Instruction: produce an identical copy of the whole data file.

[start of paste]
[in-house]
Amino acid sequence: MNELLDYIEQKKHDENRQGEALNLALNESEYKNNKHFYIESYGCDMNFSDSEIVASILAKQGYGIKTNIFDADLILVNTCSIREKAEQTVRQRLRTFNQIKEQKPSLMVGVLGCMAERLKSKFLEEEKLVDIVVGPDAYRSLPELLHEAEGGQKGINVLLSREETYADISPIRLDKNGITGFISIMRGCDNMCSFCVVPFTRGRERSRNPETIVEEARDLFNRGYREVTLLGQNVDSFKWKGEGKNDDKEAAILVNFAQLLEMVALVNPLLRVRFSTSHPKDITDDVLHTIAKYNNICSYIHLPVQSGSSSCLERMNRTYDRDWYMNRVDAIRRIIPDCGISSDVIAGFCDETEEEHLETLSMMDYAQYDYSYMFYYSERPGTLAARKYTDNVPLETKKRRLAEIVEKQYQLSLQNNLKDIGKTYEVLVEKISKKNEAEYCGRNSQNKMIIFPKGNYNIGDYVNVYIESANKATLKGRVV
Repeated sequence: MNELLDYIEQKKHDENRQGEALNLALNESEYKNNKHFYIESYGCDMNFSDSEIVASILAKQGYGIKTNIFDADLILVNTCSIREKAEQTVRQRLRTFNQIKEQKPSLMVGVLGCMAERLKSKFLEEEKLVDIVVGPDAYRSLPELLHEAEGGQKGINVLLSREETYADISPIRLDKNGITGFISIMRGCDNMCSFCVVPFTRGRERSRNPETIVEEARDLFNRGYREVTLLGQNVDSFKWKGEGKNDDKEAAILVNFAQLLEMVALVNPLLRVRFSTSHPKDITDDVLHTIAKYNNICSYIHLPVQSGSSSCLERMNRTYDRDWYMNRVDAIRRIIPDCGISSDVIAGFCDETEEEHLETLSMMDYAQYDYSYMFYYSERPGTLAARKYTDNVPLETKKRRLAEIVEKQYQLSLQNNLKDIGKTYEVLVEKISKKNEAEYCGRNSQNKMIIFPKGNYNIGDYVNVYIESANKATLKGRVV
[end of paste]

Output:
[in-house]
Amino acid sequence: MNELLDYIEQKKHDENRQGEALNLALNESEYKNNKHFYIESYGCDMNFSDSEIVASILAKQGYGIKTNIFDADLILVNTCSIREKAEQTVRQRLRTFNQIKEQKPSLMVGVLGCMAERLKSKFLEEEKLVDIVVGPDAYRSLPELLHEAEGGQKGINVLLSREETYADISPIRLDKNGITGFISIMRGCDNMCSFCVVPFTRGRERSRNPETIVEEARDLFNRGYREVTLLGQNVDSFKWKGEGKNDDKEAAILVNFAQLLEMVALVNPLLRVRFSTSHPKDITDDVLHTIAKYNNICSYIHLPVQSGSSSCLERMNRTYDRDWYMNRVDAIRRIIPDCGISSDVIAGFCDETEEEHLETLSMMDYAQYDYSYMFYYSERPGTLAARKYTDNVPLETKKRRLAEIVEKQYQLSLQNNLKDIGKTYEVLVEKISKKNEAEYCGRNSQNKMIIFPKGNYNIGDYVNVYIESANKATLKGRVV
Repeated sequence: MNELLDYIEQKKHDENRQGEALNLALNESEYKNNKHFYIESYGCDMNFSDSEIVASILAKQGYGIKTNIFDADLILVNTCSIREKAEQTVRQRLRTFNQIKEQKPSLMVGVLGCMAERLKSKFLEEEKLVDIVVGPDAYRSLPELLHEAEGGQKGINVLLSREETYADISPIRLDKNGITGFISIMRGCDNMCSFCVVPFTRGRERSRNPETIVEEARDLFNRGYREVTLLGQNVDSFKWKGEGKNDDKEAAILVNFAQLLEMVALVNPLLRVRFSTSHPKDITDDVLHTIAKYNNICSYIHLPVQSGSSSCLERMNRTYDRDWYMNRVDAIRRIIPDCGISSDVIAGFCDETEEEHLETLSMMDYAQYDYSYMFYYSERPGTLAARKYTDNVPLETKKRRLAEIVEKQYQLSLQNNLKDIGKTYEVLVEKISKKNEAEYCGRNSQNKMIIFPKGNYNIGDYVNVYIESANKATLKGRVV